Broomfield Gas Study

This is an independent model of the Extraction Oil and Gas January 2017 proposal of four pads with a total of 139 wells in Broomfield Colorado. In a May 15th proposal, Extraction reconfigured the 4 pads by moving some wells to a 5th pad. There might be enough detail to build a valid five pad model, but the four pad model was complete, debugged (I hope), and 90% documented, the total well count remained the same, and the recommendations and unknowns are still valid. A model including the reconfigured five pads, and the addition of a sixth pad with its additional wells should be built but not enough information exists at this time.

The study starts with an Environmental Protection Agency (EPA) report on drilling in the Niobrara formation with monthly additions from one average rig, the average time to drill a well, and a Colorado University (CU) study on natural gas well depletion. An assumption is made that fracking, and flowback of previously drilled wells are done in parallel with continual drilling. The result calculates production flows for 72 months (6 years).

The pressures, flows, pipe sizes, and safety setbacks needed to carry the gas to a gathering facility show setback limits. The average of four wells in Broomfield from a Colorado Oil & Gas Conservation Commission (COGCC) study lists the percent of each contaminant in the gas. A Colorado State University (CSU) study reports average losses, and the Colorado Department of Public Health & Environment (CDPHE) define losses limits for the Front Range. Another CSU study measures losses during drilling, fracking, and flowback. One year of local hourly surface weather data and upper air data define the weather inputs.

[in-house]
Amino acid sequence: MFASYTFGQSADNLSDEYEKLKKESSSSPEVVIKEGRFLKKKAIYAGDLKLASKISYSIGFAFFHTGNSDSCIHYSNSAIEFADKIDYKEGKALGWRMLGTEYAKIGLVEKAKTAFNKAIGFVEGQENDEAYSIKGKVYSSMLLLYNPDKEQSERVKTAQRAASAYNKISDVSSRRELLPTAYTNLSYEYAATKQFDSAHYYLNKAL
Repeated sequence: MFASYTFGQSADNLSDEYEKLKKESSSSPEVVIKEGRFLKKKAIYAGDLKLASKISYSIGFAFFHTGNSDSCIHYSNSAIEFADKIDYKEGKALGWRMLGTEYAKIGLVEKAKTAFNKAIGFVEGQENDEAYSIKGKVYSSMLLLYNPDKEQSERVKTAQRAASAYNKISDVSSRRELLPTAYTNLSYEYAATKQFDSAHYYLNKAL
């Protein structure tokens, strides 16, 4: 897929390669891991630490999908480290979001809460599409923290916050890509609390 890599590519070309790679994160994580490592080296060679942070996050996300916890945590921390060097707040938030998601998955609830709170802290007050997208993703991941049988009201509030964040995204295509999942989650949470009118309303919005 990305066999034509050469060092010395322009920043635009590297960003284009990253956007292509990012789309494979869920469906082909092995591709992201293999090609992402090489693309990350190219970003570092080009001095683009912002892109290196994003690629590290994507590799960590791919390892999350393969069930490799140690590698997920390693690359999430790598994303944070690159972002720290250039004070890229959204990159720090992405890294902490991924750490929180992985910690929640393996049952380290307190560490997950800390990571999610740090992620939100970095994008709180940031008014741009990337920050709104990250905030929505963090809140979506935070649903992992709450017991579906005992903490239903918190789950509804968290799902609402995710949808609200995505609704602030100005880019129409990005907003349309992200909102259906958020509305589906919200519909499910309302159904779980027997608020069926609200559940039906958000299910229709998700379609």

With the above information, the EPA AERMET (weather), and AERMOD (dispersion of contaminants) models were run. It produced a ream of data. The data were copied to a database and Google Maps is used to display them in a more comprehendible format. The study shows max hourly average losses in micrograms per cubic meter (ug/m^3), and parts per billion (ppb) at 500, 1000, 2500, and 5000 feet from each pad, and at the Prospect Ridge Academy from all four pads during drilling, fracking, flowback, and production for all the contaminants in the Occupational Safety and Health Administration's (OSHA) volatile organic compound (VOC) limits list. There is a large variation in concentrations by hours of the day and months of the year.

There is a page of recommendations and a page of unknowns. The web page: contains a PowerPoint document on the study, a spreadsheet of the pressures, flows, and volumes, two spreadsheets on the losses and concentrations, and a 72 month model of the four pads on Google Maps. Losses can be adjusted and the list of contaminants can be selected on the model. You are welcome to copy and share any information on the site. Most of the papers that are referenced in the study have been copyrighted by the authors. I have not asked permission to link the studies.

Gerard Gilliland June 6, 2017